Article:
UK Prime Minister Boris Johnson is expected to hold a meeting with European Commission President Ursula von der Leyen later today to resolve the logjam in negotiations and secure a future accord with the EU.
However, the highly anticipated ‘breakthrough moment’ on a UK-EU free trade agreement remains elusive, and with Brexit trade talks entering the 11th hour for the umpteenth time, further volatility in the Pound (GBP) is likely.
At the time of writing, pound Sterling (GBP) is outperforming its US counterpart, with the British pound to US dollar (GBP/USD) currency pair trading 0.6% higher at USD 1.3456.
Pound Sterling (GBP) has also extended overnight gains against the euro (EUR) as the British pound to euro (GBP/EUR) exchange rate is trading 0.5% higher as of 12:30 GMT, at EUR 1.1096.
However, depending on the outcome between the Johnson-von der Leyen meeting, GBP/USD and GBP/EUR could have very different pricings next week.
Both London and Brussels have said that the meeting is not to call or halt a Brexit deal but see whether the two can make progress on a political level to help push negotiations between Michel Barnier and David Frost along.
Given that it remains possible that Brexit trade talks could continue to run for days yet despite the end of the transition period deadline looming, further press briefings, updates and newswire reports could inject a fresh bout of volatility into GBP exchange rates.
For our readers who are monitoring GBP exchange rates, GBP/USD and GBP/EUR may not stabilise for another three weeks, given that the UK and the European Union seem keen to negotiate a Brexit deal until the final minute.
That being said, the euro (EUR) could be subject to some selling pressure following Thursday’s EU Summit and the European Central Bank’s (ECB) monetary policy statement.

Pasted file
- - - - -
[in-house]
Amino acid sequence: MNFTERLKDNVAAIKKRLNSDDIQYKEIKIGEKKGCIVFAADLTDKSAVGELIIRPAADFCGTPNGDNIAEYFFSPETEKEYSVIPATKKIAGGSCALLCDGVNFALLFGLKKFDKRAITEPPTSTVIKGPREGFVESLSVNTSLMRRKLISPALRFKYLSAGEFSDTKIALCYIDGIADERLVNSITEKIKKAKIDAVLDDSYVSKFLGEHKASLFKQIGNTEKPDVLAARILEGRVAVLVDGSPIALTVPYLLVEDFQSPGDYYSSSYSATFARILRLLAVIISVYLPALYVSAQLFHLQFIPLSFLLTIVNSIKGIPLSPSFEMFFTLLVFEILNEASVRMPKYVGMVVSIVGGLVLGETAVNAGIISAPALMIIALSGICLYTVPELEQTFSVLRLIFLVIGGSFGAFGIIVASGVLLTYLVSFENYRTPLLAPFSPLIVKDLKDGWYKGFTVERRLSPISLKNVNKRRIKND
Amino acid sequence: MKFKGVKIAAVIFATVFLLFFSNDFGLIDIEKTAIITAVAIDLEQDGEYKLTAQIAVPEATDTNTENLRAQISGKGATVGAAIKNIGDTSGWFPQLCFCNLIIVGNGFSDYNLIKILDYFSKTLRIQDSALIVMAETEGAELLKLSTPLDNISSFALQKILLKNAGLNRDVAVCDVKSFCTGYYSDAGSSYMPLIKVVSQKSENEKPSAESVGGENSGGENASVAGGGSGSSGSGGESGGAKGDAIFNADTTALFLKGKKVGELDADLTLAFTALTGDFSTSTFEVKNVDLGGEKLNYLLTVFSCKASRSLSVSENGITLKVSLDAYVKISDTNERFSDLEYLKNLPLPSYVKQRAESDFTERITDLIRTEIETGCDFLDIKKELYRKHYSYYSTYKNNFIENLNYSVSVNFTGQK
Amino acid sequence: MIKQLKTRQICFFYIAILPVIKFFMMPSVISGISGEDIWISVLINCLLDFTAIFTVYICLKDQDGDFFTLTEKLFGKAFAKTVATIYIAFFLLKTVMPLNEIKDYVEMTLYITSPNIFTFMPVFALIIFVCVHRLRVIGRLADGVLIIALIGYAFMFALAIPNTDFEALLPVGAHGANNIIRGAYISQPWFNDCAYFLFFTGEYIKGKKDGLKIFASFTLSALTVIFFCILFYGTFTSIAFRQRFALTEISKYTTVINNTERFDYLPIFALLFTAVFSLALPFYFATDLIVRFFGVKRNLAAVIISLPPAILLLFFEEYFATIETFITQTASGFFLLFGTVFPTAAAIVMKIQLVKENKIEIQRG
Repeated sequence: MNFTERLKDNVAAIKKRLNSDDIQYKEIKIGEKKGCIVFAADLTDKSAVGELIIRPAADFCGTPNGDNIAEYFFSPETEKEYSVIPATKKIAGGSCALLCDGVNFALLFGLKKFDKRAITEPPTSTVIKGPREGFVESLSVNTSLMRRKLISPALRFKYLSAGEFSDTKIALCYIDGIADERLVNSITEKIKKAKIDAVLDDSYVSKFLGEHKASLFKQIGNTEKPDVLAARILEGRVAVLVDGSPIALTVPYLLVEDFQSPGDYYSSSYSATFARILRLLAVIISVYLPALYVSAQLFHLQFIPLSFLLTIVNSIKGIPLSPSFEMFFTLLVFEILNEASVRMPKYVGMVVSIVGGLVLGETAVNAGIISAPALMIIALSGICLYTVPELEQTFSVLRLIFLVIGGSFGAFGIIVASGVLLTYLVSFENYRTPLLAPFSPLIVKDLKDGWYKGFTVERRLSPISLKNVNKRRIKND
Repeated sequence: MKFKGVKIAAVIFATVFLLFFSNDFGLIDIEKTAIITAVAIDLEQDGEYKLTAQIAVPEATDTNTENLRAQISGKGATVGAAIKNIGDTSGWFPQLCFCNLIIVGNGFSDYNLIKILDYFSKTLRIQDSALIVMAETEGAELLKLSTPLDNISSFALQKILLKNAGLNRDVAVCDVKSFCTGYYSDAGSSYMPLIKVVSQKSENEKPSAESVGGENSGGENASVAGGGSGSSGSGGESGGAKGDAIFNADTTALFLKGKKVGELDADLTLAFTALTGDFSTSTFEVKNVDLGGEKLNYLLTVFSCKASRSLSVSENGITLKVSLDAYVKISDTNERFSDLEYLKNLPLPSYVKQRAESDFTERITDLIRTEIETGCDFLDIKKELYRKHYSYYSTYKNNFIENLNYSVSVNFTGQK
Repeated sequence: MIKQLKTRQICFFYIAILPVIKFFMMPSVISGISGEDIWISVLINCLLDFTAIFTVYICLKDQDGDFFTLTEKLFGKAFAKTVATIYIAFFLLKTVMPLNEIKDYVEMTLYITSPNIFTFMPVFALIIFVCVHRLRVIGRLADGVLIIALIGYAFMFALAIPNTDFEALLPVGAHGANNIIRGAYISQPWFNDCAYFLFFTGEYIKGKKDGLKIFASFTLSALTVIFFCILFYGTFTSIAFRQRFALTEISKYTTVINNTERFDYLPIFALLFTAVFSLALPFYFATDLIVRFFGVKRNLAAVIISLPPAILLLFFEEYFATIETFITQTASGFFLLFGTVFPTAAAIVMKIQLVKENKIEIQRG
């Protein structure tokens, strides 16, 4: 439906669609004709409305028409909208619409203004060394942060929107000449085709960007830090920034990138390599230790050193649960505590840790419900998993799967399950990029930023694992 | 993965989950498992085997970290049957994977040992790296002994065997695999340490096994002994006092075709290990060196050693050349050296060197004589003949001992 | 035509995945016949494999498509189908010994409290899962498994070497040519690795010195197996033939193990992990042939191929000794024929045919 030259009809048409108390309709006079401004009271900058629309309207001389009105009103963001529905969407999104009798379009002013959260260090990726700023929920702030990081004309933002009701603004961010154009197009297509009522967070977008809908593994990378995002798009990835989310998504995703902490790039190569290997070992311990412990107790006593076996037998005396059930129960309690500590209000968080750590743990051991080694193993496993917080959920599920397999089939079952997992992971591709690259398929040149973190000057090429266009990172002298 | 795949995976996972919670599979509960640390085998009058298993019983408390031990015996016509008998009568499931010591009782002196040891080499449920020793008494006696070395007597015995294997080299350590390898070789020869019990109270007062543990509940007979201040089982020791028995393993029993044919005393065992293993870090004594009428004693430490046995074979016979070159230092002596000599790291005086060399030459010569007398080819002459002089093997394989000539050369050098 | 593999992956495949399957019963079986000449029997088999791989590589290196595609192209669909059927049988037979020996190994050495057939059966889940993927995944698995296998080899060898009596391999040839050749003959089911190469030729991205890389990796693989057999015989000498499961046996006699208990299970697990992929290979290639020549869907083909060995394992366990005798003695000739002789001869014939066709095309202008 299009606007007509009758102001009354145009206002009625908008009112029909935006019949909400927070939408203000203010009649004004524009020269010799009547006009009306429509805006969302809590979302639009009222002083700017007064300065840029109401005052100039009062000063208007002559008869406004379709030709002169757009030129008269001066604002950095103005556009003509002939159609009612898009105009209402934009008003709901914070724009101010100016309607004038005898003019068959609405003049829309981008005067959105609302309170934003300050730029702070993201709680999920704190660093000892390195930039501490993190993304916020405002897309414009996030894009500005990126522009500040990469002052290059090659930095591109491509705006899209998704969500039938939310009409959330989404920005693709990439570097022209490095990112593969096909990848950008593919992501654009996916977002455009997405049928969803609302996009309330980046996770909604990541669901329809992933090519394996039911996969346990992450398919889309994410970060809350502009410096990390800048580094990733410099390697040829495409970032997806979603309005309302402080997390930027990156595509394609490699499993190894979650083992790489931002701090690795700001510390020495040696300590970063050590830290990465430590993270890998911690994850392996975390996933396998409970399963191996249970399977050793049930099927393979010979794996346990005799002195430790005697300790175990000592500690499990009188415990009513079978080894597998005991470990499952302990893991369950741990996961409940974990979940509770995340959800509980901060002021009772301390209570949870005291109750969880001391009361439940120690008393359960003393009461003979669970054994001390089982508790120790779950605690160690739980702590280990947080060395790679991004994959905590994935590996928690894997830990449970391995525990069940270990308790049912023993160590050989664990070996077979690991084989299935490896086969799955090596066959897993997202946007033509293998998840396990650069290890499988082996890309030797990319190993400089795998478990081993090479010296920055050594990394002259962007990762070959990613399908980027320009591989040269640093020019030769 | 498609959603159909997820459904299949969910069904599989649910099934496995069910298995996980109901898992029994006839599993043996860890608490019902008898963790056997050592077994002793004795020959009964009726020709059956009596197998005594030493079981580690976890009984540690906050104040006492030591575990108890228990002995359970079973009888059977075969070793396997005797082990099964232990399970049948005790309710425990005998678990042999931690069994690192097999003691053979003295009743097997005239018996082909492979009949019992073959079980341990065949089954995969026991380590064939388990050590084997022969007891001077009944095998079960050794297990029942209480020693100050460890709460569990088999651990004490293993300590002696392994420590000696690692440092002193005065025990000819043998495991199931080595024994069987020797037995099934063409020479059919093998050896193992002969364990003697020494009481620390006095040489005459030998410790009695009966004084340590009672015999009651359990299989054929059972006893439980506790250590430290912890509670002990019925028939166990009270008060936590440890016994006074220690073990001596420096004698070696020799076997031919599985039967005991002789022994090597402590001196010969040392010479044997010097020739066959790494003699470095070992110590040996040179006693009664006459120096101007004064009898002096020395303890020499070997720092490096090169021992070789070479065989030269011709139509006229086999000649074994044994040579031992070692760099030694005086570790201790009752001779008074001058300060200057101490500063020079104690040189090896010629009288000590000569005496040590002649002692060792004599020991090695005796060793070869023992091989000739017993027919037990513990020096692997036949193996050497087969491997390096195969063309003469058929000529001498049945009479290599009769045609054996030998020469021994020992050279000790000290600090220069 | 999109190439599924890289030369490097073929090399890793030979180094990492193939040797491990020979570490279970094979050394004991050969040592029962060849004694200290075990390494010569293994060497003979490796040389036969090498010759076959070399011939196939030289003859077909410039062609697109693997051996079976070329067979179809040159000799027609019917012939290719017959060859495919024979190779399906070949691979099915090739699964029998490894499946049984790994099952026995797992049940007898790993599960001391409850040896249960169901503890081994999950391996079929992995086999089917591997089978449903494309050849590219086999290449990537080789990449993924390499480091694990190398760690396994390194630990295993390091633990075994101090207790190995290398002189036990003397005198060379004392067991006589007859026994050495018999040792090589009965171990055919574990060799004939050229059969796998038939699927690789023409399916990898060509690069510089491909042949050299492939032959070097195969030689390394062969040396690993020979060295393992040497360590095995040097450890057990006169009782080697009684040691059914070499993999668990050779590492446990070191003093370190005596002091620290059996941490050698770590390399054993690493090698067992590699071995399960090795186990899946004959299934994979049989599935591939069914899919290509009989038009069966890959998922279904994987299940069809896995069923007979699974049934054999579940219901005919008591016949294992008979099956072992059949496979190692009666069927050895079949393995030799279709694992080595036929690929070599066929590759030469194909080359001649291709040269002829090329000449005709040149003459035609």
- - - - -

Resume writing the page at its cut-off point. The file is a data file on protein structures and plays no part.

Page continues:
Focus remains on upcoming EU Summit and ECB meeting
French President Emmanuel Macron and German Chancellor Angela Merkel have agreed to keep Brexit off the agenda at tomorrow’s EU Summit. Though, that’s not to say that EU leaders don’t have enough political drama to contend with tomorrow.
The EU’s ongoing stand-off with Hungary and Poland could trigger significant headwinds for the single currency if the two European Economic Area (EEA) countries continue to block the EUR 1.82TN seven-year budget and EUR 750BN coronavirus aid package.
Both countries have been given 24 hours to drop their veto or miss out on billions in fiscal aid; however, Hungary and Poland stand a good chance of getting their way, which could trigger a political crisis in the EU.
The ECB is also holding its policy meeting on ‘Super Thursday’, and for weeks, policymakers have made it clear that the central bank will ramp up policy action to boost the Eurozone economy, which could weigh on the euro (EUR).
However, as the euro (EUR) has become increasingly driven by the US dollar (USD) outlook rather than ECB monetary policy, so it’s also likely that any additional easing will have a limited impact on the single currency.
At the time of writing, the euro to US dollar (EUR/USD) exchange rate is trading flat at USD 1.2114. If EUR/USD manages to stay above the USD 1.2090 support level, the currency pair may stand a good chance of gaining upward momentum.